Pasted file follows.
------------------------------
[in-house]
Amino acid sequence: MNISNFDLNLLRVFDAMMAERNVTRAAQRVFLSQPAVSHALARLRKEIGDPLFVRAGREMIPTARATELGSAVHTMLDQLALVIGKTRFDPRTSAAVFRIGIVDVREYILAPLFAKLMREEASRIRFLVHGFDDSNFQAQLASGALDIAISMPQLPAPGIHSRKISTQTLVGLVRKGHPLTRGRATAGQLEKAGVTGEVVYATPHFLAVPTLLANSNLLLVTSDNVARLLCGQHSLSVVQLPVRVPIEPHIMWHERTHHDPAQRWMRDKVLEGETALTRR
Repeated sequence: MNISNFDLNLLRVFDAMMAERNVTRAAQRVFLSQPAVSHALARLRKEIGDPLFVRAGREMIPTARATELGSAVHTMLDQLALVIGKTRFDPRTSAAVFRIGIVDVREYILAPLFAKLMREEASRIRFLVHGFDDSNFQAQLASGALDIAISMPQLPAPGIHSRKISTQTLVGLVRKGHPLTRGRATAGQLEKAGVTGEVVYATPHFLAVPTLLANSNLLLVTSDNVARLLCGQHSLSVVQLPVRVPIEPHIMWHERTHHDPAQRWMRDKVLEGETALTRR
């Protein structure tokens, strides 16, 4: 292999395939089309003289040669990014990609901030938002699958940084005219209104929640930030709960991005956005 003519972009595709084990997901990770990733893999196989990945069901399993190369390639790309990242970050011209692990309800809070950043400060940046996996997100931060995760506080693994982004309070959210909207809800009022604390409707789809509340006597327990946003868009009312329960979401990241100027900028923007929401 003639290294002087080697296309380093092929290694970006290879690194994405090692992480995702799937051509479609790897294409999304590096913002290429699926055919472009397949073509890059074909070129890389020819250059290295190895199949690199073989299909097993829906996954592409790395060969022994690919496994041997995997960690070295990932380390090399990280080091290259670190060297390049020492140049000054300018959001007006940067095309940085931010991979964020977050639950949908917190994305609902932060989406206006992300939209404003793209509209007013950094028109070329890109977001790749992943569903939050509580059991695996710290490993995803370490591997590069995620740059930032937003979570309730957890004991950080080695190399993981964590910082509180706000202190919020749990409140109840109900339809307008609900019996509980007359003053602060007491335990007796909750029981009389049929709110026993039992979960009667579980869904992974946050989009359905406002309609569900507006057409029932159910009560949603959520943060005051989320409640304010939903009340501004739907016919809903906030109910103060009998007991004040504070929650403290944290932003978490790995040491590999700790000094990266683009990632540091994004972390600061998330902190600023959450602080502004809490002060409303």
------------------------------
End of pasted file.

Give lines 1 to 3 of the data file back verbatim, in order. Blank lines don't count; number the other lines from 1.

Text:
[in-house]
Amino acid sequence: MNISNFDLNLLRVFDAMMAERNVTRAAQRVFLSQPAVSHALARLRKEIGDPLFVRAGREMIPTARATELGSAVHTMLDQLALVIGKTRFDPRTSAAVFRIGIVDVREYILAPLFAKLMREEASRIRFLVHGFDDSNFQAQLASGALDIAISMPQLPAPGIHSRKISTQTLVGLVRKGHPLTRGRATAGQLEKAGVTGEVVYATPHFLAVPTLLANSNLLLVTSDNVARLLCGQHSLSVVQLPVRVPIEPHIMWHERTHHDPAQRWMRDKVLEGETALTRR
Repeated sequence: MNISNFDLNLLRVFDAMMAERNVTRAAQRVFLSQPAVSHALARLRKEIGDPLFVRAGREMIPTARATELGSAVHTMLDQLALVIGKTRFDPRTSAAVFRIGIVDVREYILAPLFAKLMREEASRIRFLVHGFDDSNFQAQLASGALDIAISMPQLPAPGIHSRKISTQTLVGLVRKGHPLTRGRATAGQLEKAGVTGEVVYATPHFLAVPTLLANSNLLLVTSDNVARLLCGQHSLSVVQLPVRVPIEPHIMWHERTHHDPAQRWMRDKVLEGETALTRR